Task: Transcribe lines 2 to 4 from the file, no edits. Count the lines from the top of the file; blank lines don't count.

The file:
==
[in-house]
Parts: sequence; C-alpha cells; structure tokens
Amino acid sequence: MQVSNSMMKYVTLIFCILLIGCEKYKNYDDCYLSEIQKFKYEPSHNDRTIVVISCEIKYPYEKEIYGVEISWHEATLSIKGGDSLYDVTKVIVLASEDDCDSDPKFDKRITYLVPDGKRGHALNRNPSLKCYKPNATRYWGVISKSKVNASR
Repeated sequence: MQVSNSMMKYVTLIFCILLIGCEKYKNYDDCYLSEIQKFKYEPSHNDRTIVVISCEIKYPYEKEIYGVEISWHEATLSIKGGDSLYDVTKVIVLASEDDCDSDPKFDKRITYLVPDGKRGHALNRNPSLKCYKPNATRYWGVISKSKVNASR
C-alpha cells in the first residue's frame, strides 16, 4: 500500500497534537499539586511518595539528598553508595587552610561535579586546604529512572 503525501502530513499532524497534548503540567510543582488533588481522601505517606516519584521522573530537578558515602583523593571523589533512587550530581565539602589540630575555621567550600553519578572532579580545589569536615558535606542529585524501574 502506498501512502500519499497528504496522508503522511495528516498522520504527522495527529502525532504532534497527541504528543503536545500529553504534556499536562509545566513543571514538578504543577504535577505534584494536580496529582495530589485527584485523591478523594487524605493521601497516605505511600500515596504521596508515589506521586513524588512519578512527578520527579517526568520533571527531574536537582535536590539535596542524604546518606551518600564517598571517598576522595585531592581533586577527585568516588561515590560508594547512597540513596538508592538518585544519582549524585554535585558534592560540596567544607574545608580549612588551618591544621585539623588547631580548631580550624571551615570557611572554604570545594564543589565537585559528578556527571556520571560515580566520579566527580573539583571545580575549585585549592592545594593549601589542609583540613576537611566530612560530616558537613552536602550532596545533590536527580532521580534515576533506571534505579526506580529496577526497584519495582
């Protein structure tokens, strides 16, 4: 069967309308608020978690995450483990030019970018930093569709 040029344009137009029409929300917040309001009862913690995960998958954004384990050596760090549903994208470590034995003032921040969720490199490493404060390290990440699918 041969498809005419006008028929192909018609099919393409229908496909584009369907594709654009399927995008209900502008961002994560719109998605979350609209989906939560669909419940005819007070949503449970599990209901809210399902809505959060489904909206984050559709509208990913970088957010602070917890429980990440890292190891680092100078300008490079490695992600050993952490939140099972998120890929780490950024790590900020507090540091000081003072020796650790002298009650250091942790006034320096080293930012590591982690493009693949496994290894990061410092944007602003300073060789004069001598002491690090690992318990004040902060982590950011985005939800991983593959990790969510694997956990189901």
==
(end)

Parts: sequence; C-alpha cells; structure tokens
Amino acid sequence: MQVSNSMMKYVTLIFCILLIGCEKYKNYDDCYLSEIQKFKYEPSHNDRTIVVISCEIKYPYEKEIYGVEISWHEATLSIKGGDSLYDVTKVIVLASEDDCDSDPKFDKRITYLVPDGKRGHALNRNPSLKCYKPNATRYWGVISKSKVNASR
Repeated sequence: MQVSNSMMKYVTLIFCILLIGCEKYKNYDDCYLSEIQKFKYEPSHNDRTIVVISCEIKYPYEKEIYGVEISWHEATLSIKGGDSLYDVTKVIVLASEDDCDSDPKFDKRITYLVPDGKRGHALNRNPSLKCYKPNATRYWGVISKSKVNASR